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I'm having some trouble when exporting a sequence in Adobe Premiere CS6. There is a quality loss: image are more pixelated and colors are more bland. I'm exporting in H.264 format and it's 1920x1080 footage. I tried every possibility of configurations and it keep exporting less good quality.

Here are some screenshots, so you can compare the original quality and what comes out from exportation:

Original footage

Quality loss when exporting in Premiere

Thank you for your help !

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Make sure it's not a playback issue. Different players may show differences in gamma etc., you can see it for yourself when opening a h264 encoded clip in QuickTime vs. VLC vs. Flash based player in a Browser. Did you take the Screenshots in the same player when comparing original vs exported material?

  • Yes, I did ! :-) Both with VLC. What I really don't understand is that this quality loss appears only when exported. In the preview panel in Premiere, the image is perfect... – Williglimes Mar 3 '16 at 11:50
  • Check out this thread, sounds pretty similar to what you are facing: forums.adobe.com/thread/1063696?start=0 – Hans Meiser Mar 3 '16 at 11:56
  • Thank you for the link. Indeed the washed out colors seems similar to my problem but there is nothing about the more pixelated image... And besides, I'm on a PC with an AMD Radeon graphic card. Altough I tried some of their propositions of solution but nothing worked. I just posted my problem on the topic. I hope someone will know what matters... :-) – Williglimes Mar 4 '16 at 12:31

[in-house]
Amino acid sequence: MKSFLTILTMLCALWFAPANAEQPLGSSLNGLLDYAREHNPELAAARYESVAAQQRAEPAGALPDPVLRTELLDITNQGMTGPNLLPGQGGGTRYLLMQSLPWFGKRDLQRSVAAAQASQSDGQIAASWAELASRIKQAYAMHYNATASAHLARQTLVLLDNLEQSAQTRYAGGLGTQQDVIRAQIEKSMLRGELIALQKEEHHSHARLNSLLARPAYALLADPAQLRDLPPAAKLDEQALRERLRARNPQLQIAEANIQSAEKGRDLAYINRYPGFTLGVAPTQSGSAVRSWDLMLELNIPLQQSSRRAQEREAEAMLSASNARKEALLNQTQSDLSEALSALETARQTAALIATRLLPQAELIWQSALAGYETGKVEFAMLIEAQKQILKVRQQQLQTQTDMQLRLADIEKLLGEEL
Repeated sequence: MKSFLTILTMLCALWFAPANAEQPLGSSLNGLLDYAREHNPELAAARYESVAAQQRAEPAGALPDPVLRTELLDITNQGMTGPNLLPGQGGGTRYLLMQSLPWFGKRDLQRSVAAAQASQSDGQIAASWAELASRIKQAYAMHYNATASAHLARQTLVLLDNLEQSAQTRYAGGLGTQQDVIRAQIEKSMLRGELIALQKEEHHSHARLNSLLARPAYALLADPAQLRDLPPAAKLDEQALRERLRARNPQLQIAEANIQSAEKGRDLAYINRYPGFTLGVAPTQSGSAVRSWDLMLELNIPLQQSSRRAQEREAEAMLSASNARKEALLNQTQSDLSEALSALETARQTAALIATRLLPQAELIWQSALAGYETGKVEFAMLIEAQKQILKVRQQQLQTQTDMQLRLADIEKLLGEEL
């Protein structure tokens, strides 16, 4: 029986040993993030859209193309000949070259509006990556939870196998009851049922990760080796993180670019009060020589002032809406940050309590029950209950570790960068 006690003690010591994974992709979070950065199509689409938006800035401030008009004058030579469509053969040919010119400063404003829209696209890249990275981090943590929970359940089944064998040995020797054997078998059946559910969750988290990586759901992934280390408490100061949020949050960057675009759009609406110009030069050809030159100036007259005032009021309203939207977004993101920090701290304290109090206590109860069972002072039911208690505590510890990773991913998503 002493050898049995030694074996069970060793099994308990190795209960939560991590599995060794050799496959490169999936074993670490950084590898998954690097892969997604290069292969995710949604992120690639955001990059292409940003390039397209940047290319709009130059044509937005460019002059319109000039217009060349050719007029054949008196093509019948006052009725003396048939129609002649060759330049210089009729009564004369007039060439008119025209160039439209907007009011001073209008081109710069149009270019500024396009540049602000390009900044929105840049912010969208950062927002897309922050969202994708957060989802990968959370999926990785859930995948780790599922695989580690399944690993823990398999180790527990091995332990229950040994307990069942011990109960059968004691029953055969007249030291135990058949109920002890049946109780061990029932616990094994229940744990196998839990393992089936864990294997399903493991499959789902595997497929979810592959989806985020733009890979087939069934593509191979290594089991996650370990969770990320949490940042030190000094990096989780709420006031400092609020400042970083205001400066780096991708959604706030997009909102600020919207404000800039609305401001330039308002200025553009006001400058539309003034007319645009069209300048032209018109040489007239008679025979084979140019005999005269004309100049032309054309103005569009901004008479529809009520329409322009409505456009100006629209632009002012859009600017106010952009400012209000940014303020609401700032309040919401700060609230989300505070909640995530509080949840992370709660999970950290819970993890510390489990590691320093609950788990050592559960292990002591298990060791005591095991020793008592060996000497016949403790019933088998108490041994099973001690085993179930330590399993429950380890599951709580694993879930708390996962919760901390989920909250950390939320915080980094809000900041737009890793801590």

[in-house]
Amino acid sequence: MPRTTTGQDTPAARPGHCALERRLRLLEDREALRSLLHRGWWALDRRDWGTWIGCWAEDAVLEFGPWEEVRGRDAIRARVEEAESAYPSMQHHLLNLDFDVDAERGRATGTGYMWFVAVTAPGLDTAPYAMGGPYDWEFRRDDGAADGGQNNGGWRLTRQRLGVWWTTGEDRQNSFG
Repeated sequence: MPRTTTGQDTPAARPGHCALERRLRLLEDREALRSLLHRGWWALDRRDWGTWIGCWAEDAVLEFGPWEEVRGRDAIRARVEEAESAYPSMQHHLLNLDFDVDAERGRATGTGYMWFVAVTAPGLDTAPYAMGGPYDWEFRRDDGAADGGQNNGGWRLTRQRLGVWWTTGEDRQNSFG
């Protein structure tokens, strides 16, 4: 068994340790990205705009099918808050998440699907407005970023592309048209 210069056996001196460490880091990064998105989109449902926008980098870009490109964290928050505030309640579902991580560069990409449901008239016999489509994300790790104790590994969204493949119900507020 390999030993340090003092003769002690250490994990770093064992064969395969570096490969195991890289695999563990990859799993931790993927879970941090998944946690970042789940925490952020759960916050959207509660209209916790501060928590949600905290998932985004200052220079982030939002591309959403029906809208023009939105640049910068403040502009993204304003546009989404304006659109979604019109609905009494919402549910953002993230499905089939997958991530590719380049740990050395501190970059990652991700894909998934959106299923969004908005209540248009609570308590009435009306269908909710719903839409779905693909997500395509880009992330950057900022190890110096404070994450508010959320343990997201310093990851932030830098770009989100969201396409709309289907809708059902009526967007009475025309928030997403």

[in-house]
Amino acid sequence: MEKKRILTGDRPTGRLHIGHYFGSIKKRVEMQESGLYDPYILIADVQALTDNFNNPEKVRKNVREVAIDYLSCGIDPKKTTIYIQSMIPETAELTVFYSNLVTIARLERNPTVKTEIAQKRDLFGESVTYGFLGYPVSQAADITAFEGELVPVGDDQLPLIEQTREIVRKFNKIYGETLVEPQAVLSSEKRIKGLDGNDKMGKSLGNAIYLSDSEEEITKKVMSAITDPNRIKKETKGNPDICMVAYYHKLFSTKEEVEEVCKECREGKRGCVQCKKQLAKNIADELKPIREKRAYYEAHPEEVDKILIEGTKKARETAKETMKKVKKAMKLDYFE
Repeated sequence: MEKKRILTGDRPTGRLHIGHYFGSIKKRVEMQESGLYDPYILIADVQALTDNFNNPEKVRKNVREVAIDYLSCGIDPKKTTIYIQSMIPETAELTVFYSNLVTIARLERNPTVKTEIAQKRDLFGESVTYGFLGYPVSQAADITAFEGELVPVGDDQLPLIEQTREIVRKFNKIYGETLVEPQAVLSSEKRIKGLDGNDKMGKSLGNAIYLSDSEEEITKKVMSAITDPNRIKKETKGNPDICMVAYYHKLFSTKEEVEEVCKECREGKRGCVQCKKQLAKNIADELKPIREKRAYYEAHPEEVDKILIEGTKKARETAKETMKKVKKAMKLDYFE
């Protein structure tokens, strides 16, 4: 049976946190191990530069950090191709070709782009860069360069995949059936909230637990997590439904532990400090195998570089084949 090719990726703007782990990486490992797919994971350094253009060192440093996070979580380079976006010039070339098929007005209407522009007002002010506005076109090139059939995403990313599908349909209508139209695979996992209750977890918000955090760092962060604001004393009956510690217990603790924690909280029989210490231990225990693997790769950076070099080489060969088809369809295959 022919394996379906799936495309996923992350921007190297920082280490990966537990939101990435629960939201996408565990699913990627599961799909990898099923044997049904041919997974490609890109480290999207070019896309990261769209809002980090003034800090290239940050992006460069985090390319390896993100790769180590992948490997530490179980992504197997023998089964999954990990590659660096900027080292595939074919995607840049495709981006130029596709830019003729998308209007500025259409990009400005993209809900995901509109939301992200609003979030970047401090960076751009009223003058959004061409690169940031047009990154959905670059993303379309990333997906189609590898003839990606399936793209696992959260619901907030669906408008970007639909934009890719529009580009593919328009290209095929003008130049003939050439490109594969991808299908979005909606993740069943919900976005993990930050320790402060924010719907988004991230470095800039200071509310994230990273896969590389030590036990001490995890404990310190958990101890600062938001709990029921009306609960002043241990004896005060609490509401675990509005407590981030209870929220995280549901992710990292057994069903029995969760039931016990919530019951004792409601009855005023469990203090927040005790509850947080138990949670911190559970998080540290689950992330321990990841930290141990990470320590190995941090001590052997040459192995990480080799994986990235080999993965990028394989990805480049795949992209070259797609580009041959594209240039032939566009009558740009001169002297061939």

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Use a visually lossless (intermediary) codec when going between different editing applications. Avid DNxHR, Apple Prores, Edius HQX, and GoPro Cineform are all examples of intermediary codecs. I personally prefer DNxHR, but all the options I listed are good options.

You can also use dynamic link between After Effects and Premiere, which would be even better.

  • I only use one editing application which is Premiere. So I don't think that's where the problem is... :-) – Williglimes Mar 3 '16 at 11:53
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You will always recompress after saving in Premiere, or any other editing program. So quality loss is inevitable.

For best match to the source footage, try to export with same codec, as video was recorded.

  • I worked with Premiere CS5.5 for several projects and I never had such a loss of quality before. And how to find the right codec ? :-) – Williglimes Mar 1 '16 at 22:37

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